• Seek to self-educate. The distressing rise in anti-Asian discrimination, violence, and hate crimes has been largely fueled by racist sentiments surrounding the pandemic. Anti-Asian racism and xenophobia are not new phenomena. It is critical that we understand how this racism has endured in the U.S. in the past—through policies and social behaviors—so that we can progress in thoroughly addressing and eradicating this racism.
  • Speak up and out, and hold others accountable for their language, stereotypes, and racism. "Towards allyship" within anti-racism work means acknowledging harmful language and centering the AAPI experience. As an ally/accomplice, you can leverage your privilege(s) to have difficult conversations. For example, if someone refers to COVID–19 as the "Chinese virus," you can state, "Let's unpack why you believe that the virus is someone's fault." You can continue the conversation to explain why words matter, and why stereotypes are harmful, given the long history of discrimination and racism that the AAPI community has suffered and continues to suffer.
  • Avoid reinforcing stereotypes in the classroom and workplace. Structural anti-Asian racism has long contributed to the "model minority" myth. The myth is a widespread stereotype that people who identify as Asian are more educated, healthier, and belong to a higher socioeconomic status as compared to other racially minoritized groups. The harmful stereotype is rooted in anti-Blackness, in which the myth has been strategically used to oppose racial activism, particularly during the Civil Rights Movement. It homogenizes individuals who identify as AAPI and contributes to ignorance of systemic inequity and disparities, and lack of access to resources including social services. In education, students, faculty, and staff continue to experience discrimination, harassment, racial isolation, and overall stigma embodied in the myth. For example, white educators may assume that students who identify as AAPI do not need the further assistance of tutoring, mental health support, and other support programs. This harmful assumption can lead to students who identify as AAPI not receiving access to resources that they may need. As an ally/accomplice, continue to unpack the "model minority" myth and reflect on the ways in which you have contributed to stereotypes, biases, and exclusionary practices.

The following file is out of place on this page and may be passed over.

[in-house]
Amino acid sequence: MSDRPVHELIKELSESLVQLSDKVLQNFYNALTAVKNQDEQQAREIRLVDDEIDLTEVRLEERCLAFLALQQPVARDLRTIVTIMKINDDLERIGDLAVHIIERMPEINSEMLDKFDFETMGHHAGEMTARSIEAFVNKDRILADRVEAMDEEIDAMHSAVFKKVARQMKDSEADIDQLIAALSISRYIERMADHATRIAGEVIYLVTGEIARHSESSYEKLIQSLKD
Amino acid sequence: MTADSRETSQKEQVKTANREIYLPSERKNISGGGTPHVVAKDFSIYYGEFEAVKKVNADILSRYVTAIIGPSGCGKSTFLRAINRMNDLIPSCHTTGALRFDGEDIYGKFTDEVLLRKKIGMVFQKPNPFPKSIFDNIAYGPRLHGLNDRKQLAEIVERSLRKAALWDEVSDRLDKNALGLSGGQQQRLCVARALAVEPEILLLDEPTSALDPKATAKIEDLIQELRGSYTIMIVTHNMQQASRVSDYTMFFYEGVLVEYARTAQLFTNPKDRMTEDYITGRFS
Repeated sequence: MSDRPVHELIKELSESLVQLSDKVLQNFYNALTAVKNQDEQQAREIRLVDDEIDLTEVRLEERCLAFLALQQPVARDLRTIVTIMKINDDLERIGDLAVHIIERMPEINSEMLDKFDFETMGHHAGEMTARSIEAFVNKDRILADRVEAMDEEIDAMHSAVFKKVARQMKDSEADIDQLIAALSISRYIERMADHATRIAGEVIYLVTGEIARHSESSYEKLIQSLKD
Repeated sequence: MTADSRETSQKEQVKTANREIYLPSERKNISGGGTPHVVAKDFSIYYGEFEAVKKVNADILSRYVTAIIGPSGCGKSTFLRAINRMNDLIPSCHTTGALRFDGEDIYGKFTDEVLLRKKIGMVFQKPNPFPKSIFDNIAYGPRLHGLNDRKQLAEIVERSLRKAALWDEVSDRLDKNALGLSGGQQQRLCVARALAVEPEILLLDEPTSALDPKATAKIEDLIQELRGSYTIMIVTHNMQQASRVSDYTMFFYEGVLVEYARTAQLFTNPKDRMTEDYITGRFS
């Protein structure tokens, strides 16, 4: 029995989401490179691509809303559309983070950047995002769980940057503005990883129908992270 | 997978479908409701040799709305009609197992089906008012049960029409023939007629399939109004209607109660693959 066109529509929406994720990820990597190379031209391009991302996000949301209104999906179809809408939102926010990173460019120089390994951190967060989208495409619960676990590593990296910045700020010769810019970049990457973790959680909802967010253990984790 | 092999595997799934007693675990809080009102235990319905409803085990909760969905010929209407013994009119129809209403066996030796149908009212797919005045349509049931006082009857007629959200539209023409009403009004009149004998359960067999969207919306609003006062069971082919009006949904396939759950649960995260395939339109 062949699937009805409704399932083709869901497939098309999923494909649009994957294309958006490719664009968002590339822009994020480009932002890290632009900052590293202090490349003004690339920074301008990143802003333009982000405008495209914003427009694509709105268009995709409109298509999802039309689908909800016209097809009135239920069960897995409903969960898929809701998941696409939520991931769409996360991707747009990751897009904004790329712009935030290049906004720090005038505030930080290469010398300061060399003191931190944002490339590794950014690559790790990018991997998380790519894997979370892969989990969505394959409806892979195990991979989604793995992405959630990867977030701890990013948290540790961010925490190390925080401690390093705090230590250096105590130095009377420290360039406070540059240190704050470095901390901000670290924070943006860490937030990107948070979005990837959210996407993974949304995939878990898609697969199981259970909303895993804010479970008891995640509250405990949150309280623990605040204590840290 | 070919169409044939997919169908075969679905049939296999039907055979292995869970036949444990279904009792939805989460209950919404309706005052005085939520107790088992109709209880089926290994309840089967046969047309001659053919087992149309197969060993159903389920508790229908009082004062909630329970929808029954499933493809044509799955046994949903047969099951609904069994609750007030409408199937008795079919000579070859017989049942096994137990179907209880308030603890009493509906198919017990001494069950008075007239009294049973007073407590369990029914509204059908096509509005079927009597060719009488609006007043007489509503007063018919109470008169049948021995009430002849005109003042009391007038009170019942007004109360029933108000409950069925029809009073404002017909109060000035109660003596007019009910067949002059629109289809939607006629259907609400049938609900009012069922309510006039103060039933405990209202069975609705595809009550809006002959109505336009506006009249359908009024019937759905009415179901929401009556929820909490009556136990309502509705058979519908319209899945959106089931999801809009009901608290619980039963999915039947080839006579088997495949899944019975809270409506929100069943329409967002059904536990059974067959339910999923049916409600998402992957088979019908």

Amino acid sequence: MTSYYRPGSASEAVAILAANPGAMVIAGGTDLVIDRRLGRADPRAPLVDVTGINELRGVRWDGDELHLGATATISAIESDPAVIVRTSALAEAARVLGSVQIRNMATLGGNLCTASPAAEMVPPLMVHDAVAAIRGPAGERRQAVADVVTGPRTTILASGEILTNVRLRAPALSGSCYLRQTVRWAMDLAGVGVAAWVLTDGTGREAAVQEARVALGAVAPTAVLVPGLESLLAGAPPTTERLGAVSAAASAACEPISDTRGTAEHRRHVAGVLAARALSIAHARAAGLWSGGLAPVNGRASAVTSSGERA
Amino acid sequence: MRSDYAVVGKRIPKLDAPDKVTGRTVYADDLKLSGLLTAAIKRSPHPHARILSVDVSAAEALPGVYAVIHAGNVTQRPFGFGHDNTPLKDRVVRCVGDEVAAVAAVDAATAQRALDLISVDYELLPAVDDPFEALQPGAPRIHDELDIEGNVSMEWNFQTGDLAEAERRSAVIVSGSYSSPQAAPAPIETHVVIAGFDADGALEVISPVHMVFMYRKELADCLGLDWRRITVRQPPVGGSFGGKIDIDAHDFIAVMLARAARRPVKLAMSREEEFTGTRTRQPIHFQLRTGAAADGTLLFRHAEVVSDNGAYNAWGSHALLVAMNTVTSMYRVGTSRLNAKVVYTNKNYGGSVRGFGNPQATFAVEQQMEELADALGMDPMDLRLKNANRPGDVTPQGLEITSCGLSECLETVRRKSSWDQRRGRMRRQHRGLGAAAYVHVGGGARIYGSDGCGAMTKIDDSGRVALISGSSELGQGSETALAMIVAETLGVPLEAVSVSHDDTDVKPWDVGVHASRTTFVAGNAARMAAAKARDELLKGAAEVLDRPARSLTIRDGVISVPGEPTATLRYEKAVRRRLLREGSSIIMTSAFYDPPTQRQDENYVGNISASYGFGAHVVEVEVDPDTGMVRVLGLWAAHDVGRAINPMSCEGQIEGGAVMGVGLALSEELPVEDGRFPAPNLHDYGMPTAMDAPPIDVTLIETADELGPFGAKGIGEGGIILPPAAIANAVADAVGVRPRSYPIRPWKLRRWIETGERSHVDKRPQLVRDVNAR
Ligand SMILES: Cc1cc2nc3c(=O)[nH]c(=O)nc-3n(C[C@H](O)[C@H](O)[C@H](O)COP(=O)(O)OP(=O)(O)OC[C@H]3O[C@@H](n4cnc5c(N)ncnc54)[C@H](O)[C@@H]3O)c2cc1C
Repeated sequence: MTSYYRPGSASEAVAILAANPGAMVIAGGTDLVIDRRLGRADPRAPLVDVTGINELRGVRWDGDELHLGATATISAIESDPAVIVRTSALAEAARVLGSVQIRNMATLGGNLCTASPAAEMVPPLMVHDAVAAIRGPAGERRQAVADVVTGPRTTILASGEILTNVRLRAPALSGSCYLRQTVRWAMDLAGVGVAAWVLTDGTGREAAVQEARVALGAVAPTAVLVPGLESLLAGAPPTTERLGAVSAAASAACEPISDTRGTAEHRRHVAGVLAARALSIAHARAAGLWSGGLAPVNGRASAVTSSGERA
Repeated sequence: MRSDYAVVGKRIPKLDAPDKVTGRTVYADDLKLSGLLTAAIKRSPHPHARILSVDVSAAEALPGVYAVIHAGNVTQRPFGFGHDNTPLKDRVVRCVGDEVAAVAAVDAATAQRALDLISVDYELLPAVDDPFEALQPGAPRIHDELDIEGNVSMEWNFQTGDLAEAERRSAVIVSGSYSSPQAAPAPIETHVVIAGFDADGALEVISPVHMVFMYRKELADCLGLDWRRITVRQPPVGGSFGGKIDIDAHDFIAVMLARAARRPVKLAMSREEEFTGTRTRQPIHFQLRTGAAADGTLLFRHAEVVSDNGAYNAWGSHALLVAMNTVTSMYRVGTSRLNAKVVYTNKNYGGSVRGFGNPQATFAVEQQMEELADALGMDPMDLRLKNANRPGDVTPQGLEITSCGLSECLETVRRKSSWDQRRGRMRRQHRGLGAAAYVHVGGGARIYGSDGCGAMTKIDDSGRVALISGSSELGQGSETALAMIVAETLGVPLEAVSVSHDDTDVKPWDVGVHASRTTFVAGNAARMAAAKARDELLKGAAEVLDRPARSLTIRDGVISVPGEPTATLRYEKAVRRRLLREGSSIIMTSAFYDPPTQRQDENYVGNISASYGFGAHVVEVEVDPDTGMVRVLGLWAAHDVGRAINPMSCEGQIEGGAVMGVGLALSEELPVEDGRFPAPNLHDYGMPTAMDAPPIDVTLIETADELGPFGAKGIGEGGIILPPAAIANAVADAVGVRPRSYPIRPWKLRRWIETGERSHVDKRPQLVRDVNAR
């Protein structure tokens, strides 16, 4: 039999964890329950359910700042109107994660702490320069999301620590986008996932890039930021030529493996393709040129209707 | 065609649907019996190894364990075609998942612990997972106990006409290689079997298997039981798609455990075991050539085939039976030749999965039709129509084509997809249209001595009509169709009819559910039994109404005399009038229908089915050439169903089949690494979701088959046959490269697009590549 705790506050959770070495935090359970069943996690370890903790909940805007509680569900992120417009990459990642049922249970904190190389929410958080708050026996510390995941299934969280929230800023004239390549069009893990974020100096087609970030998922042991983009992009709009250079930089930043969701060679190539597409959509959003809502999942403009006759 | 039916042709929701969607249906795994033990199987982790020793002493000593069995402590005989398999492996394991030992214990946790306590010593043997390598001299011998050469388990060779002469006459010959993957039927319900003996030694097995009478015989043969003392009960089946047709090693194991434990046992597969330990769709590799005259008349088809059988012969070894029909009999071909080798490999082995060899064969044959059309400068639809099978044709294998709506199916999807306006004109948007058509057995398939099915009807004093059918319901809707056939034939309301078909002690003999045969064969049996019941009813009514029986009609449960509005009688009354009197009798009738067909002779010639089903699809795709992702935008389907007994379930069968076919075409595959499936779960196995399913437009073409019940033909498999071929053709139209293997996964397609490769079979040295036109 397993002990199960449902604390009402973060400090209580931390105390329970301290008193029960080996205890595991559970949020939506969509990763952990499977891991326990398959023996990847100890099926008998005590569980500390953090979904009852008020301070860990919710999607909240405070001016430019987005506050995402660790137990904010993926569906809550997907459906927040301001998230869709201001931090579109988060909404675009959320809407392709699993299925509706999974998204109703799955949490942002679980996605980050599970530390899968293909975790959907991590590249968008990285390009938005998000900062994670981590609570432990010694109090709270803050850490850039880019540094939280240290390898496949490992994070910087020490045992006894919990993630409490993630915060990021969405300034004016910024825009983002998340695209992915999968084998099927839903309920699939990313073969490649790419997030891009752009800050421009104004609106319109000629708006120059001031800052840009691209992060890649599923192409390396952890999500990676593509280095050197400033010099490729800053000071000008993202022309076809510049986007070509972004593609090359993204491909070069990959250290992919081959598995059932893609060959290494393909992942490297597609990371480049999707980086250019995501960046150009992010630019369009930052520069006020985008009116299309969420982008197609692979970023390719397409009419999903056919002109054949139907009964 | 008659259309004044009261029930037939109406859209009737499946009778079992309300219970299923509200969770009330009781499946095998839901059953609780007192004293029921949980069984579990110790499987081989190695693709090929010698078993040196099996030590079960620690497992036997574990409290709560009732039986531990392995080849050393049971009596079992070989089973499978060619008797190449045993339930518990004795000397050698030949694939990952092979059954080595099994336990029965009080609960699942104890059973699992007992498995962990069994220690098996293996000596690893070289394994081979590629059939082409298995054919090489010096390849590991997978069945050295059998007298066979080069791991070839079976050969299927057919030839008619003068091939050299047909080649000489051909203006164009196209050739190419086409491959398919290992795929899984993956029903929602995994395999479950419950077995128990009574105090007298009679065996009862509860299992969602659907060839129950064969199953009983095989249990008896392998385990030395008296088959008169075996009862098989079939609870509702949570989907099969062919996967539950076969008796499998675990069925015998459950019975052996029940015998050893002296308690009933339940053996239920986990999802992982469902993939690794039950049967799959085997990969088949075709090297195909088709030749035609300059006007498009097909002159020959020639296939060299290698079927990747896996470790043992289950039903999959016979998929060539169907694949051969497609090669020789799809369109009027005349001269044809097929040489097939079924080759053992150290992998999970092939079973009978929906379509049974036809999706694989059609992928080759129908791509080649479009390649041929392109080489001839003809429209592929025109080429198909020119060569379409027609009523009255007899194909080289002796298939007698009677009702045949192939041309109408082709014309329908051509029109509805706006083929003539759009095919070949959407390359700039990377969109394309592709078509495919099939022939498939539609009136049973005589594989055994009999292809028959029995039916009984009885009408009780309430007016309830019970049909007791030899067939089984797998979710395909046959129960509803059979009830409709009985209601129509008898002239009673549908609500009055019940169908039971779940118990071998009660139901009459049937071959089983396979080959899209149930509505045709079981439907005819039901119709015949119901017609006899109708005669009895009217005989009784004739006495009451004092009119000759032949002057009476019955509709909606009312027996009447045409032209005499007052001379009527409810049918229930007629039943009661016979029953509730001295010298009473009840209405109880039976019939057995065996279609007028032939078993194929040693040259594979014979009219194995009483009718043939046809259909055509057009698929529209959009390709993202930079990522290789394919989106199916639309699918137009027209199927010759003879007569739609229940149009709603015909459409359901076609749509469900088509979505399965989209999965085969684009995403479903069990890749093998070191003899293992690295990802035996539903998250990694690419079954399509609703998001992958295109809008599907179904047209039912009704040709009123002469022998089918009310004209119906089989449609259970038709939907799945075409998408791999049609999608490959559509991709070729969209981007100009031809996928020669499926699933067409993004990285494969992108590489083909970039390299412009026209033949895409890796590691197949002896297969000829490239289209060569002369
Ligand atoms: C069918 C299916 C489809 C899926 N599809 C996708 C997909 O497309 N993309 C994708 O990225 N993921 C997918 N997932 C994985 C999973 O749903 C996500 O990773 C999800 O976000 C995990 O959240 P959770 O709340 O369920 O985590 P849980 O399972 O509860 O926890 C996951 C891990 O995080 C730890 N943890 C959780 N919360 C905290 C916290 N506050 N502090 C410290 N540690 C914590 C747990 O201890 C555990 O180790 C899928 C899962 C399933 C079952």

Resources for Continued Learning

Trainings and Readings: